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Eiffel has a remarkably small set of instructions. The basic computational instructions have been seen: creation, assignment, procedure call, retry. They are complemented by control structures: conditional, multi-branch, loop, as well as debug and check.
Assignment and attachment
As noted above we have already introduced assignment. But let's take another look at the assignment in the context of the more abstract concept of attachment. Attachment can occur with reference types by assignment such as:
x := y
In this assignment,
x is the target of the assignment and
y is the source. The object associated with
y becomes attached to the entity
Attachment also occurs in other contexts. For example, when actual arguments are substituted for formal arguments in a call to a routine.
In the call to
f above, the object associated with the actual argument
w will be attached to the formal argument for the duration of the execution of
f. So, in this case,
w can be viewed as the source of the attachment and the formal argument of
f is the target.
Other situations in which attachment occurs include creation instructions, attachment of object test local variables, and the attachment of local iteration cursors in the iteration form of the loop construct.
We learned in the section on polymorphism, that the type of the source of an assignment must conform to the type of the assignment's target.
The rule that governs validity of assignments expands upon this and is generalized to apply to all attachments.
The phrase "compatible with" in this rule means that either it "conforms to" or "converts to".
A conditional instruction has the form
if ... then
elseif ... then
then ... part (of which there may be more than one) and the
else ... part are optional. After
elseif comes a boolean expression; after
else come zero or more instructions.
A multi-branch instruction has the form
when v1 then
when v2 then
else inst0 part is optional,
exp is a character or integer expression,
v1, ... are constant values of the same type as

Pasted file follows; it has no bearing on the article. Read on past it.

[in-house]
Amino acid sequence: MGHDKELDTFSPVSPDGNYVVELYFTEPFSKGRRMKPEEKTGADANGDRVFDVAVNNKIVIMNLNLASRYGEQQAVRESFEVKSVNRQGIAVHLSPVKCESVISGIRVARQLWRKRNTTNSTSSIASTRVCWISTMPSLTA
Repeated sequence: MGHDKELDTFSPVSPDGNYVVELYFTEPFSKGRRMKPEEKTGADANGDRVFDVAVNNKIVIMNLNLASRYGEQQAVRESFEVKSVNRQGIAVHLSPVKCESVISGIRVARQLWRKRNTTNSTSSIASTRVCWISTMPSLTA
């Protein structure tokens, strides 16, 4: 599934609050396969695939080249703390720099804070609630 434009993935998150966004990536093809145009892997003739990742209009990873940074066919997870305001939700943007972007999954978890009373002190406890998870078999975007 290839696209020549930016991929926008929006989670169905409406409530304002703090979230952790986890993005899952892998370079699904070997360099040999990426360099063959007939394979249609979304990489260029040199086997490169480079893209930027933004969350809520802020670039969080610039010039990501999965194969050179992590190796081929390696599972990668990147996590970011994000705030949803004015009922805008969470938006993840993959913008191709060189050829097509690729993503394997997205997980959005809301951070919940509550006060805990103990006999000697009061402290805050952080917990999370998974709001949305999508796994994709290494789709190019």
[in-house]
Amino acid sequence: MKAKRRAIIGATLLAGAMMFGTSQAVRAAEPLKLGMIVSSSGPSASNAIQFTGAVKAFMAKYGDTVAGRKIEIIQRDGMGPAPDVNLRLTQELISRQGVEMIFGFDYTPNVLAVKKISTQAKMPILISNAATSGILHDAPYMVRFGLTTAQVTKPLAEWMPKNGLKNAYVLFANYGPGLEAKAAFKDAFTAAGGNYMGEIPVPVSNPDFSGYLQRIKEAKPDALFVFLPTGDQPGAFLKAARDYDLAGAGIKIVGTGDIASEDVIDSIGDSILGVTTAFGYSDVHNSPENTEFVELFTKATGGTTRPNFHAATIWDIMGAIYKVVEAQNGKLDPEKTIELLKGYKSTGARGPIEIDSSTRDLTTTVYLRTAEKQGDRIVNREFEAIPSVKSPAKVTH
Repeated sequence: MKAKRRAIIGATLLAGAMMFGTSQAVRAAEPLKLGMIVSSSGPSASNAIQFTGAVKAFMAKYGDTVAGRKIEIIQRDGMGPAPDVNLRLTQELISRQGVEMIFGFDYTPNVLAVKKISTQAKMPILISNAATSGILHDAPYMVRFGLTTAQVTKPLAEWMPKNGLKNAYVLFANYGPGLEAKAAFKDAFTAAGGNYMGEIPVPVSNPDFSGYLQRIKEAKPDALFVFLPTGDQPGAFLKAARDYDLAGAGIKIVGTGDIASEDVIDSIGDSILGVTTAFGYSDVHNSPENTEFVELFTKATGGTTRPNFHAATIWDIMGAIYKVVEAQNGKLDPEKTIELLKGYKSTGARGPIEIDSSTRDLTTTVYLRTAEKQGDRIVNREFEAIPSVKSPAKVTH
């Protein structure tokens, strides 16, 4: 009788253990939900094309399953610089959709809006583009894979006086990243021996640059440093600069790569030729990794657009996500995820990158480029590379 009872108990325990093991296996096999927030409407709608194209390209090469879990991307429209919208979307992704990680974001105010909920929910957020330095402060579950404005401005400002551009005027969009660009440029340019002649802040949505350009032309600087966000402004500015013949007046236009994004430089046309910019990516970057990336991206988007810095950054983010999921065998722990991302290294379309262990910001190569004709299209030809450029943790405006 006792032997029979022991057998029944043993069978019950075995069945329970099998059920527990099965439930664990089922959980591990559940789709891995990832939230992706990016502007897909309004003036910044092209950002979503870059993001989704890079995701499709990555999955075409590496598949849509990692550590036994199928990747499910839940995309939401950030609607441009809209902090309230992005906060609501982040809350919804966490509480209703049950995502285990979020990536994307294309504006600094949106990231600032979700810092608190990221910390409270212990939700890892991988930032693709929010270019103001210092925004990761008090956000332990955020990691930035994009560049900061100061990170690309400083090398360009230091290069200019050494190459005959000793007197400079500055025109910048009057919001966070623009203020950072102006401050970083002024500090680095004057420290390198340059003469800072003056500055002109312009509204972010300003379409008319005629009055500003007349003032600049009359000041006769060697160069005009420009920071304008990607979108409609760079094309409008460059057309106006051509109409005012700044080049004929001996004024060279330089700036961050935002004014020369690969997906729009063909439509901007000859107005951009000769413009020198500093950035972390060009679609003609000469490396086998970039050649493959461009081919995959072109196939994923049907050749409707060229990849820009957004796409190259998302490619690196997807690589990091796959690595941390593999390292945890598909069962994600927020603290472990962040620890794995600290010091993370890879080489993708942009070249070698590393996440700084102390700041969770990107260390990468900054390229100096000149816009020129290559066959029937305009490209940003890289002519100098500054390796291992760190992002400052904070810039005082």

exp, all different, and
inst2, ... are sequences of zero or more instructions.
The effect of such a multi-branch instruction, if the value of
exp is one of the
vi, is to execute the corresponding
insti. If none of the
vi matches, the instruction executes
inst0, unless there is no
else part, in which case it triggers an exception.
The loop construct provides a flexible framework for iterative computation. Its flexibility lies in how the complete form can be tailored and simplified for certain purposes by including or omitting optional parts.
You'll learn that the loop construct is always used in one of two forms: a base form which allows precise control over details of all loop aspects, and an iteration form which abstracts many of the details and provides a concise notation, ideal for traversing data structures and other objects which support iteration.
We will explore the entire mechanism, but let's approach things a little at a time.
Two forms -- two examples
First let's take a look at two examples. These examples accomplish the same goal: they both use a loop to visit and print the content of each node of a linked list of character strings. So, the list in question might be declared like this:
my_list: LINKED_LIST [STRING]
Here's one example:
Loop example 1.
and the other:
my_list as ic
Loop example 2.
At first observation, it may not appear that both of these examples are using the same language construct. But, indeed, they are simply two different forms of a single language construct, as you will see.
Incidentally, there is no requirement that Loop example 1 occupy multiple lines, and Loop example 2 occupy only one line. Loop example 1 could have been written like this:
just as Loop example 2 could have been written to take multiple lines. It comes down to a matter of balance among traditional style, conciseness, and readability.